When most people train their dogs, they expect their dogs to respond to verbal cues, hand signals or both. However, there are times when an automatic or default behavior is better. What is an automatic or default behavior? This is a behavior the dog is expected to perform in certain situations without a verbal cue or hand signal. The dog automatically does it, or does it by default.
One example with my Vizsla Romeo is sitting and focusing on me before we head out for a walk. There are others, but the point here is that these are routine situations in which I expect him to know what to do without me telling him. And he does.
One of my clients lives in an assisted living facility with her very nice, mostly well-behaved dog. She walks pretty well but needs better leash manners so she does not knock over her owner – especially when it’s icy outside. She also needs to get more comfortable with men approaching her. Sometimes she does fine, other times she reacts defensively if she thinks they are coming for her. Her biggest issue, though, is with other dogs. She gets highly excited and out-of-control. There are a few other dogs living in the facility and also dogs who visit tenants. This dog needs to learn how to handle these situations or she faces being evicted from the facility.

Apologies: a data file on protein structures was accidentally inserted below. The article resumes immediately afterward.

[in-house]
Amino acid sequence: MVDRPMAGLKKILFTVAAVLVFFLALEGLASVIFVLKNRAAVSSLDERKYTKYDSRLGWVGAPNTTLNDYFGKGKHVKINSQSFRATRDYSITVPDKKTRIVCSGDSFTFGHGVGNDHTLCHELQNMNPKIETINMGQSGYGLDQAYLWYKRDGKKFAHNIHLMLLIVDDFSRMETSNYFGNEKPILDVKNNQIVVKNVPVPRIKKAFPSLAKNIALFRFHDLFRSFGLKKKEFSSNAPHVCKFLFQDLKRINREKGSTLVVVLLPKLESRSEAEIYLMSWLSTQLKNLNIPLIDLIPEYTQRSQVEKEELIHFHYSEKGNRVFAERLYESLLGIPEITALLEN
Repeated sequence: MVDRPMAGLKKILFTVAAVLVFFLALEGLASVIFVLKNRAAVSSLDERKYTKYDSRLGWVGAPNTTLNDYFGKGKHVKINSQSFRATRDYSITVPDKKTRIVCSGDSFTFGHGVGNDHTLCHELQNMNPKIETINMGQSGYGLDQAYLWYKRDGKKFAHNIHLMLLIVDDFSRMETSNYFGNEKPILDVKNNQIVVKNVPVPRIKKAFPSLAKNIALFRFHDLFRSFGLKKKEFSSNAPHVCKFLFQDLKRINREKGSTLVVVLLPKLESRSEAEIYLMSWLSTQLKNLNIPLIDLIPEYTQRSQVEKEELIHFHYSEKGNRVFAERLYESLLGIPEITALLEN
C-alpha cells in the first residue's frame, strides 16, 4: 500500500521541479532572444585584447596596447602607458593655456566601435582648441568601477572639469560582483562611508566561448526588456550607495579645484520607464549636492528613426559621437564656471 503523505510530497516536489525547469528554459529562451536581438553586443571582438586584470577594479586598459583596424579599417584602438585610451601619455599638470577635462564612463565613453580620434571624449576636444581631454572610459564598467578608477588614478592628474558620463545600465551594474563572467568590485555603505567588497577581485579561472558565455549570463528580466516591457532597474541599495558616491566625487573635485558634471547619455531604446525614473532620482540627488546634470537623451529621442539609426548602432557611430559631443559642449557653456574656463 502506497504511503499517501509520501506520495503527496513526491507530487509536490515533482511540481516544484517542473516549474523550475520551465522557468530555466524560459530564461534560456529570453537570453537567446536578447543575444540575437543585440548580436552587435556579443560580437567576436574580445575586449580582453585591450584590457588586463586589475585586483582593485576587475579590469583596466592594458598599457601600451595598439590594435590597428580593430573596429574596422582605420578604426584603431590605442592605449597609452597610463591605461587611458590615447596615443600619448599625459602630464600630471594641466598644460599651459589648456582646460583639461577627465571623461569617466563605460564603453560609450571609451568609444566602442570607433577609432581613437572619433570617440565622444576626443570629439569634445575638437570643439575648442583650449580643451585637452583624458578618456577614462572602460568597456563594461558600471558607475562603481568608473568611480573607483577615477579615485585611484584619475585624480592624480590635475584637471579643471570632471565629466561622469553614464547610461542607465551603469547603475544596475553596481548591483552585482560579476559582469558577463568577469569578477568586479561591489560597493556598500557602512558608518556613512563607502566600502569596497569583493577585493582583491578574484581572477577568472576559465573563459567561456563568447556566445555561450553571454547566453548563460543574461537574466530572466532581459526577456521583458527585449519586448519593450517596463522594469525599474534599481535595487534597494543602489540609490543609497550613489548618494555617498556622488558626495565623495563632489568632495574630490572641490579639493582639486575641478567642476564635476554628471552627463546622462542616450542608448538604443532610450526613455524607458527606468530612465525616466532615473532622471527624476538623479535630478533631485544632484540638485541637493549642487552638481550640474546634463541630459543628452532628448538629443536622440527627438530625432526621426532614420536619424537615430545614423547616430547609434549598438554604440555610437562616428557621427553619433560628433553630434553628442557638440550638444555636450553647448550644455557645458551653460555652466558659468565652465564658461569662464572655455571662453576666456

Many of you have probably dealt with similar issues. However, in this case, the dog’s owner is not able to remember what cues to use or how to work with the dog. A previous trainer did a board-and-train with the dog and then tried to translate what she’d learned upon returning the dog to the facility. Unfortunately, the owner doesn’t remember any of this, and usually doesn’t remember what we worked on a few days earlier. Normally, my job is to teach owners how to most effectively work with their dogs. In this case, my job is to teach the dog to respond automatically in certain situations so that the owner doesn’t have to remember anything.
This dog is being taught to sit and focus whenever the person holding the leash stops. This dog is learning that whenever she pulls on leash, we stop moving forward until she loosens the leash and checks back in. This dog is learning good things happen when people approach so there is no need to fear anyone reaching out, especially men. This dog is learning to be calm when other dogs pass by.
I am working with the dog myself for now. The goal is to get her responding with her default behaviors so that she will perform all of these behaviors with her owner during the same circumstances without the need for any cues. It takes practice, but it will be worth it so that these two can continue to enjoy each others company.
I discuss default behaviors in more detail in my book, Juvenile Delinquent Dogs: The Complete Guide to Saving Your Sanity and Successfully Living With Your Adolescent Dog.